“Chief W. H. DePoe Sr. died in 1997, and his son, Chief William ‘Chewescla’ DePoe, holds his now-hereditary title. He is the second oldest of five children: Charlotte, then William, Ronald, Ilene, and Peter. Chief Chewescla has participated in athletics all his life, and still actively participates in many events, including basketball tournaments, jogging, the tribe’s annual Run to the Rogue, and dancing at the annual Gathering of Nations Pow-wow in New Mexico. He also attends the annual Fleet of Flowers held in Depoe Bay on Memorial Day.”

OVER THE FENCE: Patio expansion at Land Park Golf Course

The outside of Mulligan's Café before the plaza expansion. Photo by Greg Brown

The outside of Mulligan's Café before the plaza expansion. Photo by Greg Brown

The Land Park Golf Course is planning to expand the clubhouse patio area outside Mulligan’s Café. They’re going to open things. They’ll add 10 additional tables with colorful sun-shade umbrellas. The added tables would be used by golfers as well as soccer parents and other park users. One park user, Hollywood Park resident Kerry Herd-Babich, was getting a hot cup of coffee at the café while her husband David practiced his short game on the putting green. She told me “Every morning we walk around the park, it’s wonderful.” Then they relax and hang out on the patio outside of Mulligan’s Café.
The $42,500 expansion is being done thanks to retiring County Supervisor Jimmie Yee. Jimmie has always been a huge supporter of The First Tee, their core values, and what they do for the kids.
Jimmie told me over the phone he likes to visit William Land to relax, sit around the clubhouse, and watch golfers enjoy the putting green. Jimmie is also an avid golfer and hopes to play once a week in retirement.
The golf course put a new cart barn near the putting green a few years ago and that got Jimmie thinking, “that’s nice to have the cart barn there but they need something between the two…there’s just nothing there.”
He told this to Tom Morton, the head of Morton Golf, which operates quite a few golf courses in the Sacramento area. That’s when they came up with the idea of expanding the plaza between the cart barn and Mulligan’s Café.
Jimmie had some leftover tobacco litigation funds from the County and was able to use the money to help fund the new plaza expansion. Jimmie also generously donated money from his campaign fund to the Land Park Volunteer Corps that does a lot of work to keep Land Park clean.
The Land Park Volunteer Corp gets to have lunch on Jimmie!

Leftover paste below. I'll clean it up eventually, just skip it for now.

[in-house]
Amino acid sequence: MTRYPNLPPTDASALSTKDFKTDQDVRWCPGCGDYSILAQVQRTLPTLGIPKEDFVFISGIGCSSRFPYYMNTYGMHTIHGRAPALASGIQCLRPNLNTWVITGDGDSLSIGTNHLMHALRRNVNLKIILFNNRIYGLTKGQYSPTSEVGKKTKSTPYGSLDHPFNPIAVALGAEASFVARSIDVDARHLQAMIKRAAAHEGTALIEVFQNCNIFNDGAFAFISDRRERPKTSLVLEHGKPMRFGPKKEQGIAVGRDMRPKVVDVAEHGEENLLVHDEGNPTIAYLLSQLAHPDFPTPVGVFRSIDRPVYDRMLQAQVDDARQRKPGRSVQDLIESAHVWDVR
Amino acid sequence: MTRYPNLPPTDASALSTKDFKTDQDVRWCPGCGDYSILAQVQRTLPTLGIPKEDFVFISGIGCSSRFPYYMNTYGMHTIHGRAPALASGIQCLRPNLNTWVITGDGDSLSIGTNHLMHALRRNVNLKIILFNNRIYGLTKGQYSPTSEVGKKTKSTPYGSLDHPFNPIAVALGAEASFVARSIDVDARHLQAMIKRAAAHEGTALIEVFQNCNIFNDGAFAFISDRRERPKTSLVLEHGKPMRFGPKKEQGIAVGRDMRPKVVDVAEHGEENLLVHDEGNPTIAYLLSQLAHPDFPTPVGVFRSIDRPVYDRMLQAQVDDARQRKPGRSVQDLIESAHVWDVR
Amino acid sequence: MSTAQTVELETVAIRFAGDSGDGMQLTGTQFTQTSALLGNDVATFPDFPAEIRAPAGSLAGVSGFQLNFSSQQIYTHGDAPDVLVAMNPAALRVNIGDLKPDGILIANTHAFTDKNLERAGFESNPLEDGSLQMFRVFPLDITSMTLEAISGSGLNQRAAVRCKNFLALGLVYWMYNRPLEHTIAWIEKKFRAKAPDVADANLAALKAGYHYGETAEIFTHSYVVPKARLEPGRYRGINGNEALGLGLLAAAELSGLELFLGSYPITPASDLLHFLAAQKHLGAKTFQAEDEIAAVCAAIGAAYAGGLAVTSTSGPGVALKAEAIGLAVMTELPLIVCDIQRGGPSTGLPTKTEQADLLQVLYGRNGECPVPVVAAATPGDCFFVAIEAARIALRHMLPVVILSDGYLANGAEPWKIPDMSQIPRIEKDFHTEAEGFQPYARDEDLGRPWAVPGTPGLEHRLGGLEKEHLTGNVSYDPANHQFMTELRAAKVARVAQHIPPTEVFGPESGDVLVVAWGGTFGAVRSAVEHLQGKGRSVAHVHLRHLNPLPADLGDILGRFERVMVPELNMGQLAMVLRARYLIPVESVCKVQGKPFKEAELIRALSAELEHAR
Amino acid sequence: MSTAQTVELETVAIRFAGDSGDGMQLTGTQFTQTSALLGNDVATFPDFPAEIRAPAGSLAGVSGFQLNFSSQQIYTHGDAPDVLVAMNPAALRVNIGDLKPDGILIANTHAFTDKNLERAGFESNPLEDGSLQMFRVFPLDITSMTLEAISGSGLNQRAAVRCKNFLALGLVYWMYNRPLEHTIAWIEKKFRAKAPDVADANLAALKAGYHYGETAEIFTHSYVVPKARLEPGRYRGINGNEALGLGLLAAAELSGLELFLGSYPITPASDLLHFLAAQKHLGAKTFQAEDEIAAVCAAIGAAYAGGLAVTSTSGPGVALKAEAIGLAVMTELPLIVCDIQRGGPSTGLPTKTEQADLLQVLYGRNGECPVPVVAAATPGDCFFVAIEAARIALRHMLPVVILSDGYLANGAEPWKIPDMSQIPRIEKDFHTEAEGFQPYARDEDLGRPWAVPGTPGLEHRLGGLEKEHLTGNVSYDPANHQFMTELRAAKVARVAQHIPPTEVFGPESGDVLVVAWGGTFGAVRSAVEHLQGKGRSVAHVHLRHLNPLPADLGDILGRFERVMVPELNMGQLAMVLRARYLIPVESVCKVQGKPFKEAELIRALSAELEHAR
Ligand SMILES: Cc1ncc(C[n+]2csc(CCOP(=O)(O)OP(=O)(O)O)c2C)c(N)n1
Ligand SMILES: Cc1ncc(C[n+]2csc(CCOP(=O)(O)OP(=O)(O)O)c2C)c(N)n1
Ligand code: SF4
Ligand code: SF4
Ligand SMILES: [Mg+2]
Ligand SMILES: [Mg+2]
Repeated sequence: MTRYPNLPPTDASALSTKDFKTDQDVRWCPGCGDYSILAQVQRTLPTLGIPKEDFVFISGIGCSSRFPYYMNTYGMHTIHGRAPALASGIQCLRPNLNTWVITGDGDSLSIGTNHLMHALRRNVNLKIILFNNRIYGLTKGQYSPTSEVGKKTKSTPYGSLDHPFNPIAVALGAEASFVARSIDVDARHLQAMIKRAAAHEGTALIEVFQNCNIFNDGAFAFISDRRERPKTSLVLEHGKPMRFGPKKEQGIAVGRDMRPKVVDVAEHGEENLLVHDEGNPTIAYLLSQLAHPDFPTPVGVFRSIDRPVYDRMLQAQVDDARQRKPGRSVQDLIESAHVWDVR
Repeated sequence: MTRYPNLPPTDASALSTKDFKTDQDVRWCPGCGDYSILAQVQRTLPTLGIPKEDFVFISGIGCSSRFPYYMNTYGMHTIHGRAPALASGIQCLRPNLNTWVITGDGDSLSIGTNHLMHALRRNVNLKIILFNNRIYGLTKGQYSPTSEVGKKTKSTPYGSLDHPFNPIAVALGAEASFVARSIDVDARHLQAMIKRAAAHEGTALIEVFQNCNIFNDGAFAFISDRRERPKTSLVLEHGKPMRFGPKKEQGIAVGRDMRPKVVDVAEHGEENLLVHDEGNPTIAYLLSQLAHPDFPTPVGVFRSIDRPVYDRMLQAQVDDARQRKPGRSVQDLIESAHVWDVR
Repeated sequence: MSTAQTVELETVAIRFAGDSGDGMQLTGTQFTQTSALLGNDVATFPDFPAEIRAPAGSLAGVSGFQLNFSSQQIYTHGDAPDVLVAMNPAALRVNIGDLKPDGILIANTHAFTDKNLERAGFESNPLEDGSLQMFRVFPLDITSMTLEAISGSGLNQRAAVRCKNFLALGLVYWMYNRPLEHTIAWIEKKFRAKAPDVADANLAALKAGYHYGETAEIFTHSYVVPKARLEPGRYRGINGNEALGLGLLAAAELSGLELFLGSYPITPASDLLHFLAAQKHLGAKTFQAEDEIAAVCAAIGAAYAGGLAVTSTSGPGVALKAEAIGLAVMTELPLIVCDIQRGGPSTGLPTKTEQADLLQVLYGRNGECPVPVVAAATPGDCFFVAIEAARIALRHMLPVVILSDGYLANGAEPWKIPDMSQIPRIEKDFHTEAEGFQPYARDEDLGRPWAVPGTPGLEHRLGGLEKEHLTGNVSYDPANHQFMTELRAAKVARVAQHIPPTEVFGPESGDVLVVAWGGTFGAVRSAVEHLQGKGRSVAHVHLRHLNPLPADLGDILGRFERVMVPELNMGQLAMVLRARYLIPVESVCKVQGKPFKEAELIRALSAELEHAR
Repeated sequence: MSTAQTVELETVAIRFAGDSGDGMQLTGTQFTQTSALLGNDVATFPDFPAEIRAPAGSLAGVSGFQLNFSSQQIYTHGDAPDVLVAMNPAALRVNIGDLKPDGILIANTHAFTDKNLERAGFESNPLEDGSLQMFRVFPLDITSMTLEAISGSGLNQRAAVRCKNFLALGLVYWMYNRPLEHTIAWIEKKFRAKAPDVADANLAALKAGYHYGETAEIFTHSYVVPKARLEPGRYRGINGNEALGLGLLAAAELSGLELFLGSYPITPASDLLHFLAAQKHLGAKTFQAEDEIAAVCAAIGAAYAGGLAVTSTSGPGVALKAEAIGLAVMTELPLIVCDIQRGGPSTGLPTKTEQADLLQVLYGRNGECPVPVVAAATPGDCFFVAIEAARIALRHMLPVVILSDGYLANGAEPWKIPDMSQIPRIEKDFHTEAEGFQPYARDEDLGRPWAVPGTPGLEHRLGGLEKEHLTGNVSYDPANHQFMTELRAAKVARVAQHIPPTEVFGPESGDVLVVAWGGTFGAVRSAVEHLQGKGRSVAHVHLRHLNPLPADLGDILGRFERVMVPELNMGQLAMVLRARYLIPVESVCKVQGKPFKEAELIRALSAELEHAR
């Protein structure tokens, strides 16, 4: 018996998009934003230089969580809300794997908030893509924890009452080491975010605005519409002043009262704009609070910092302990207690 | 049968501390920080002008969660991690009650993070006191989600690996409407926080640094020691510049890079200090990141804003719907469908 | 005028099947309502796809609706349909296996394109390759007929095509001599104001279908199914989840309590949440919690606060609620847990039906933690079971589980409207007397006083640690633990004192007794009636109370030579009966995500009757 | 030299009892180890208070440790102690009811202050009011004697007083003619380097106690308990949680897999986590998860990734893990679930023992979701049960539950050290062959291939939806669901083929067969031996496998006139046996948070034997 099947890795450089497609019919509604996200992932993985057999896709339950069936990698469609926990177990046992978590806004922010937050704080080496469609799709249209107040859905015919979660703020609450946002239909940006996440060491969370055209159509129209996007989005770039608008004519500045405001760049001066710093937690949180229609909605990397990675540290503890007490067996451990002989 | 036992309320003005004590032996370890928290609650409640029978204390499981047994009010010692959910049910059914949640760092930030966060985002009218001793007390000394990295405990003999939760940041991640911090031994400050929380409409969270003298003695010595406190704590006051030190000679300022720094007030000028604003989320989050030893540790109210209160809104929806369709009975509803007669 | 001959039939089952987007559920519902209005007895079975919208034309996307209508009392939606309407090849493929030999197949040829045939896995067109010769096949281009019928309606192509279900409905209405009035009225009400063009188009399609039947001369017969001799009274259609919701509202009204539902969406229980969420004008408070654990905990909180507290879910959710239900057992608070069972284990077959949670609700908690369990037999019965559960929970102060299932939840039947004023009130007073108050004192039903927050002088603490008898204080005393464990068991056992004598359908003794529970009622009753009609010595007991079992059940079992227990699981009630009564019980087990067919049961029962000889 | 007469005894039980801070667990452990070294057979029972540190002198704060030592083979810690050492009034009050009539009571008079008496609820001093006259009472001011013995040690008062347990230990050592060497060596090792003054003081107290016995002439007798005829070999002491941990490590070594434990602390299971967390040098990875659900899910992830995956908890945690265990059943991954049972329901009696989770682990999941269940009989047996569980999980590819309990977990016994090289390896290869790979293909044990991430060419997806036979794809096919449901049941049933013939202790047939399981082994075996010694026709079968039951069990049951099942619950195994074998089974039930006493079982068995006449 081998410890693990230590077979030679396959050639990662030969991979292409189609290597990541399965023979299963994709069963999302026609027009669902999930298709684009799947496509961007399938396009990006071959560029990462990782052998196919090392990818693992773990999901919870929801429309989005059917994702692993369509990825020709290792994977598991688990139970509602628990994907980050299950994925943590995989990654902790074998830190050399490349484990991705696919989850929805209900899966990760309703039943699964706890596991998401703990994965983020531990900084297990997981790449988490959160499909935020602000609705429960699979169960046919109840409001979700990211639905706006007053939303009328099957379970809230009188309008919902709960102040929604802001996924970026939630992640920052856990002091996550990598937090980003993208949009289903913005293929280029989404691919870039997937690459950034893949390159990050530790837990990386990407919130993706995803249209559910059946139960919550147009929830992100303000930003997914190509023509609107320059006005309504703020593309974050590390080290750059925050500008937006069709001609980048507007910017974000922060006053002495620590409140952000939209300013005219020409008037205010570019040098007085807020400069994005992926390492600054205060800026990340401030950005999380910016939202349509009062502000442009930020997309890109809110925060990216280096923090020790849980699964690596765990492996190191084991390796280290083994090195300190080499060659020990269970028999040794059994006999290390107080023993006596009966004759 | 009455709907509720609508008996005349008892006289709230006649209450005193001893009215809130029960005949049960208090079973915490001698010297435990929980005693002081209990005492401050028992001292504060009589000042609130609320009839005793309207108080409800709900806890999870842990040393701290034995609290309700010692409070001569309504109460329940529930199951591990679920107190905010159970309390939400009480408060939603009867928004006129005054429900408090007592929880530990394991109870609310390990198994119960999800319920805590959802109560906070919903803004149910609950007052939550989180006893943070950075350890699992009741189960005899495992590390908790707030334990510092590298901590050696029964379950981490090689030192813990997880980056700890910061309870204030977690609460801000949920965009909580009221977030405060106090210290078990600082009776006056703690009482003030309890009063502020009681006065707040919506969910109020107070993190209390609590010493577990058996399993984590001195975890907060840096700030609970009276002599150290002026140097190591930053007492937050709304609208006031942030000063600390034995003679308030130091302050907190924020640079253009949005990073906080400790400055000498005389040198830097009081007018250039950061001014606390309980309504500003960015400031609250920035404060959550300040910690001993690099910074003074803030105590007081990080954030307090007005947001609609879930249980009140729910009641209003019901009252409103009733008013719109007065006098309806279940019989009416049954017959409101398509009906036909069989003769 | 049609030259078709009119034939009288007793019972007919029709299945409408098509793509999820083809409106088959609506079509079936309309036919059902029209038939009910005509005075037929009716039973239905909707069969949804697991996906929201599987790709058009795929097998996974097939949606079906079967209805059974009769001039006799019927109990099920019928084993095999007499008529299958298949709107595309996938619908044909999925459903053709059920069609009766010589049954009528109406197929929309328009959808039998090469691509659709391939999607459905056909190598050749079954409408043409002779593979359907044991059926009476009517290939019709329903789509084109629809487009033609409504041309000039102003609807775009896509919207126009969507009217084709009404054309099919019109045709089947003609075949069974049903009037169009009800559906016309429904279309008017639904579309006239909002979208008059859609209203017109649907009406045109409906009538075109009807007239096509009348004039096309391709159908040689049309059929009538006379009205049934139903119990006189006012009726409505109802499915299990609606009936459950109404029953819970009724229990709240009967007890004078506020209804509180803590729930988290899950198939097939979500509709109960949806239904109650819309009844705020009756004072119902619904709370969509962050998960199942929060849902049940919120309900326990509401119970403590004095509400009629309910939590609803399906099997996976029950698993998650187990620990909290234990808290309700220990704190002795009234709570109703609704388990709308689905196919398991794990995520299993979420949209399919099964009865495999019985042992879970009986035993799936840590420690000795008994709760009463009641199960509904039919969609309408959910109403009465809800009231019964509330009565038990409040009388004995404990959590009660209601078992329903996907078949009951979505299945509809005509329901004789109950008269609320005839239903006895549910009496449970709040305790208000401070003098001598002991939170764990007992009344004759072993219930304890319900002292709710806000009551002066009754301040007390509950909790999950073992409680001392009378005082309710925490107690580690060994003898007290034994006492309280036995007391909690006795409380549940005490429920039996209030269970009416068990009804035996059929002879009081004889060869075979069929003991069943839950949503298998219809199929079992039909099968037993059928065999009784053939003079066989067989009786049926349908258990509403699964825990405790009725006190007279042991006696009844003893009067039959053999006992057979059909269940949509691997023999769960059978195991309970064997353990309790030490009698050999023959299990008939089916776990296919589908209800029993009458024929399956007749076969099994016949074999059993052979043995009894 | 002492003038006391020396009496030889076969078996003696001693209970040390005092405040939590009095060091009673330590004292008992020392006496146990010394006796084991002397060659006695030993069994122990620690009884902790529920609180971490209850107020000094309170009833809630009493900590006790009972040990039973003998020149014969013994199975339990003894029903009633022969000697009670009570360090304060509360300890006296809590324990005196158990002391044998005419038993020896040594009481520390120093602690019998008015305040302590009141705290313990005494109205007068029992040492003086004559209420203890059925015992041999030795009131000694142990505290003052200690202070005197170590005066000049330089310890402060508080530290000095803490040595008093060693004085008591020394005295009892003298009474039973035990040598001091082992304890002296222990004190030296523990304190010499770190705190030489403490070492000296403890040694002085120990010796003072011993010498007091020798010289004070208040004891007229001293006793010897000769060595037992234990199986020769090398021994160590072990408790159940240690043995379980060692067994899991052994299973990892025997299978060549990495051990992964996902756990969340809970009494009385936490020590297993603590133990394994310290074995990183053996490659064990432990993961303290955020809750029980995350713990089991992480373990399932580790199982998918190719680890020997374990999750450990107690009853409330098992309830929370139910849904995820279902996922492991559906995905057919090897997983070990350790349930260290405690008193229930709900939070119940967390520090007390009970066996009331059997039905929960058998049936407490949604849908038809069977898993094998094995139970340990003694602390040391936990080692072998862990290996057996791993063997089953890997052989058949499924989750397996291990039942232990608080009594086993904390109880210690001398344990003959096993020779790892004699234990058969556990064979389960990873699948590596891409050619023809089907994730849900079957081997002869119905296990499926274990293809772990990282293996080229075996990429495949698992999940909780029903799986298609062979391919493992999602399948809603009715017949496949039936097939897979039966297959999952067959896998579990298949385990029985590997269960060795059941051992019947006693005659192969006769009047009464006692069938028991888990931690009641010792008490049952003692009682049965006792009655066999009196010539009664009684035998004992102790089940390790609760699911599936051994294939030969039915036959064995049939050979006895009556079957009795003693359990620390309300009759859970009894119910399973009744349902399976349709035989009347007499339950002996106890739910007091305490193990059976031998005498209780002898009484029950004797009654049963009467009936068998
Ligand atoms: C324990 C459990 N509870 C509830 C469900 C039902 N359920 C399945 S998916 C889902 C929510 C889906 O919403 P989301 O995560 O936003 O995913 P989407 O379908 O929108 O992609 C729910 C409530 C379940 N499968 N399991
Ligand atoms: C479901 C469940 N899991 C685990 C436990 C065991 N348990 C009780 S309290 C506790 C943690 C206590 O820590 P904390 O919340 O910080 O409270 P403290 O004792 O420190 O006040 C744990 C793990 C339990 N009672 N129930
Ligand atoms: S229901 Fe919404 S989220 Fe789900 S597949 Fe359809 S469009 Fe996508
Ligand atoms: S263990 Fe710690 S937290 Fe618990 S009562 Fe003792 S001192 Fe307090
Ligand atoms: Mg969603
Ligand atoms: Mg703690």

Jimmie told me, “I’m winding down. The only way to donate my remaining funds is to give it to charitable organizations.”
Jimmie added, “That’s the big story, in a little nutshell.”

The Elvis and AC/DC pinball machines were getting a good workout at Phono Select Records. Photo by Greg Brown

The Elvis and AC/DC pinball machines were getting a good workout at Phono Select Records. Photo by Greg Brown

Pinball At Phono Select
Phono Select Records in Hollywood Park recently had a fun pinball and toy event. The clacks and dings of the pinball machines wafted through the Phono Select building while music played in conjunction. Free pinball! The machines were some of the coolest, too. Metallica, AC/DC, Elvis and Medieval Madness were all lined up in a row for folks to “play the silver ball.”
Phono Select Records plans on more pinball parties as well as having pinball and other video games permanently at the shop. And this should make your day…The Dirty Harry pinball machine is coming soon!

Purple Fox Takes Over Trezhers
The Purple Fox is a new arts and crafts store on Riverside Boulevard in Land Park. It is taking over the old Trezhers Gift Shop location in the strip mall across from Vic’s Ice Cream.
The Purple Fox features arts and crafts from a variety of local artists. The store is part consignment, part retail, according to the new owner Linda Cobarruvies. Linda told me, “I’ve been wanting to open a shop for a long time and I thought, now’s the time.”
Linda, a former teacher, was eager to show me around her little shop. There was a smorgasbord of handcrafted decorative items, jewelry, and one-of-a-kind gifts. I mentioned I had a 5-year-old son and she went over to the display of handmade animal plushies, chose the light blue kitty and said, “Please give this to your boy to cuddle with.” He loved it when I brought it home and immediately squeezed and cuddled with the soft Bellzi Plush toy.
One of the products on display I noticed immediately were the Dammit Dolls. When you get frustrated or irritated instead of pounding the desk, you slam the doll against something and yell, “Dammit!” It’s the perfect thing to own when the in-laws visit for the holidays.
The Purple Fox will be a convenient place for teachers in the area to pick up craft supplies for the classroom. They also offer classes on crafts, card-making, knitting, quilting and more.
I asked Linda where she came up with the name Purple Fox and she told me, “Purple is my favorite color, and a fox is very crafty. I sent the idea to my friends and they all loved it!”
The Purple Fox is located at 3214 Riverside Blvd. They’re on the web at www.purplefoxgifts.com

New Porcelain Neon Sign at Freeport Bakery. Photo by Greg Brown

New Porcelain Neon Sign at Freeport Bakery. Photo by Greg Brown

Freeport Bakery gets neon signage
Next time you drive past Freeport Bakery in the evening take a look at the classic porcelain neon sign they just installed. It gives off a nice warmish glow. The sign with pink neon flowers is patterned after the decadent Freeport Bakery cakes.